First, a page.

Review of Week 1: Aug 24 (by Dr. Seaman)
I’m offering the Weekly Review for Week 1, in part because there’s little to review and in part to offer a model for your future reviews. Bear in mind that those will have quite a bit more to cover, since we met only once this week, and that was introductory and committed to discussing course requirements rather than course content.
This week we got our grounding for the semester to come by, on day 1, going over the class policies and schedule and briefly getting to know one another, especially through the first blog posts. We talked about your different expectations of the course and in response to a couple of your questions I offered some initial introductions of the new English major curriculum and the aims and ideologies behind it. I tried to give some sense of the “pretend research paper” you’ll be working on through much of the semester. The first week made me very optimistic about where we will be able to go this semester, given the energetic and informed and thoughtful contributions made even on day one.
[Here, in the future, you will include passages from the reading that we discuss in some depth in class, as well as any observations offered or questions posed by students that directed our discussion in productive and significant ways. Day 1 didn't offer much of this.]
[Here in the future you will include any key terms that come up in the reading and/or class discussion.]
Preview of next week:
On Monday, we will use Ann Dobie’s chapter on “Familiar Approaches” to reading and interpreting literature to extend our discussion last Wednesday of the ways we tend to read in literature classes, and to start discussing reasons for the popularity of such approaches. Do be sure to read “Barn Burning.” On p. 26, Dobie notes that the familiar approaches to reading and writing covered in this chapter have been popular in the classroom for so long because of “their usefulness.” What kinds of “use” do these approaches have? What do they encourage? What do they discourage? How do they assist a teacher or professor? How do they assist a student? Do you see any potential problems, weaknesses, or gaps in relying upon these approaches?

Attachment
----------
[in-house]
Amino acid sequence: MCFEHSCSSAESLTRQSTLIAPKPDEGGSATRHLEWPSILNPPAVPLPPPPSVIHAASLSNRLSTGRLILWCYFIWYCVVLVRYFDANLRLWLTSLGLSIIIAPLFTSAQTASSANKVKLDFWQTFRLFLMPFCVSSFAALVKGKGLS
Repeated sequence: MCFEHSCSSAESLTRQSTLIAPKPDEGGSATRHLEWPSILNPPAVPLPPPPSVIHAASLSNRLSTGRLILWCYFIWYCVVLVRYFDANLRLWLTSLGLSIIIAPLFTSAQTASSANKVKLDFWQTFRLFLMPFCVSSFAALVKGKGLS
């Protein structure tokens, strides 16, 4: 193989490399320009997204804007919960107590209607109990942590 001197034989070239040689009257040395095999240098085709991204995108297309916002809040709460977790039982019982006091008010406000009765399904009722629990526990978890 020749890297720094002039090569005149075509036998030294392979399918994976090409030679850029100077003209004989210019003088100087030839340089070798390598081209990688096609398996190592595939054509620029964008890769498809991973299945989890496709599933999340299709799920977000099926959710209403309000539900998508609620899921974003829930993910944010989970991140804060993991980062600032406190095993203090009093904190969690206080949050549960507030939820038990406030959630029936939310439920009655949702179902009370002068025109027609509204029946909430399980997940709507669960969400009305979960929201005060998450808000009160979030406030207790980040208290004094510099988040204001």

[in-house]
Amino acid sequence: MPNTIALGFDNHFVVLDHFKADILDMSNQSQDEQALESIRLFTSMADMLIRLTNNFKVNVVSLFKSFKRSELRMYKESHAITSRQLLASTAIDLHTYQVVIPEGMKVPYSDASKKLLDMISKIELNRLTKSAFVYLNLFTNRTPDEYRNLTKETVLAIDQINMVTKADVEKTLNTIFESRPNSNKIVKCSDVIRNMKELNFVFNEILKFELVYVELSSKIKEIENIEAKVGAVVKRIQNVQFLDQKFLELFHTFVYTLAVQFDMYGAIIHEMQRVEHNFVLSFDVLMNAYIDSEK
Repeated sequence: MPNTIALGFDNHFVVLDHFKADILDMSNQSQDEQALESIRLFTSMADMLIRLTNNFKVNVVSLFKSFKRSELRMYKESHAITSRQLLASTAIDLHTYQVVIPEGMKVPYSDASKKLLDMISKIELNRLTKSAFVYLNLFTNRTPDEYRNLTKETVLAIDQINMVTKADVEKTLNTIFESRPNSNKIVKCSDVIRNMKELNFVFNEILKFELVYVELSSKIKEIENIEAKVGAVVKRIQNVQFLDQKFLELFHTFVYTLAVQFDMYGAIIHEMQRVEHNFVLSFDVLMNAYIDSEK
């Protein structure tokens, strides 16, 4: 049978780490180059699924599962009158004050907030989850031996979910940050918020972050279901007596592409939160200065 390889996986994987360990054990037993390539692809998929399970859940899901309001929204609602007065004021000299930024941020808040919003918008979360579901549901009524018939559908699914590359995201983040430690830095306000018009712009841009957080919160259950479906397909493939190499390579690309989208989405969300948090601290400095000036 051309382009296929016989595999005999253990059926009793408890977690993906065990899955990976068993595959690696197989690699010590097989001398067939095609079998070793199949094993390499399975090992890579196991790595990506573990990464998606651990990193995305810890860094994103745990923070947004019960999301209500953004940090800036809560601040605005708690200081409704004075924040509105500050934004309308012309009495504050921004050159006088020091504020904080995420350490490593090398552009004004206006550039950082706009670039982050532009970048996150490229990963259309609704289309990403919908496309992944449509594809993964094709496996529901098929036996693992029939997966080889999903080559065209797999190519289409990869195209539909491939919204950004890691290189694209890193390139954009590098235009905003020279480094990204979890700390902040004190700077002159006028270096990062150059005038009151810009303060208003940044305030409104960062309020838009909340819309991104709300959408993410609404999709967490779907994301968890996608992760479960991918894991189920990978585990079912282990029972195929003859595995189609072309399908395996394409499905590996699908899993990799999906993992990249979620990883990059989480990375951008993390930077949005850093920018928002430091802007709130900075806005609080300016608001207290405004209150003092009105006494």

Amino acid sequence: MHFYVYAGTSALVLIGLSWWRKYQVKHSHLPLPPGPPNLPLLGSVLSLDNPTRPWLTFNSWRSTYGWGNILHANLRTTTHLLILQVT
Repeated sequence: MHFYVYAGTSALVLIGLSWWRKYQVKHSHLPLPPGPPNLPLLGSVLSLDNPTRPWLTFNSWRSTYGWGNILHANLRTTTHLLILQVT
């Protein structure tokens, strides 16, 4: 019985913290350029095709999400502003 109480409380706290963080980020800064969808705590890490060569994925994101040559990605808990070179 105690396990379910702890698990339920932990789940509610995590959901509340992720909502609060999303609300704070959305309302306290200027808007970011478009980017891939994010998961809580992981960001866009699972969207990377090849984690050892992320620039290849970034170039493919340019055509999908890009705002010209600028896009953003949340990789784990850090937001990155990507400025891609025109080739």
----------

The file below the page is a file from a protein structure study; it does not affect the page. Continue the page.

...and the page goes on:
On Wednesday, we will continue our discussion of ways of reading, in particular pursuing in more detail the “familiar approaches” we will spend time with on Monday. This we will do through a couple of chapters from Garrett-Petts’ book Writing About Literature: A Guide for the Student Critic to consider further the kinds of critical stances introduced Monday. Here he engages with academic discourse and critical discourse, which will be constant concerns of ours throughout the semester. I’m curious to see what you think of his parlor conversation analogy. Toward the end of the Preface he says that “Put simply, knowledge is power. The more you know about the field’s issues, techniques, and motivations, the easier the subject is to learn. Knowing ‘about’ provides ‘know-how’” (16). What kind of knowledge is this? And what kind of learning? Throughout the preface and Chapter 1 Garrett-Petts offers tips of various sorts, clearly aimed at a student audience. What do you think these tips and strategies have as their main goal? What is she encouraging you to think about, and why?
On Wednesday we will also begin our shared investigation of a particular literary text, Chaucer’s Wife of Bath’s Prologue and Tale. We will be reading the introductory material provided by our modern editor, Peter G. Beidler, but we will do this with the purpose not only of learning more about Chaucer and his texts but also with the aim of analyzing the ways such canonical texts from the distant past are made palatable to modern audiences. I’m starting us off with the “Introduction to the Text” portion of the editor’s introduction, very clearly aimed at undergraduate students but also invested in a particular approach to editing medieval texts. Consider, as you read, what Beidler thinks he needs to “justify” about his techniques and strategies in presenting the text (originally appearing in various posthumous manuscripts) to us.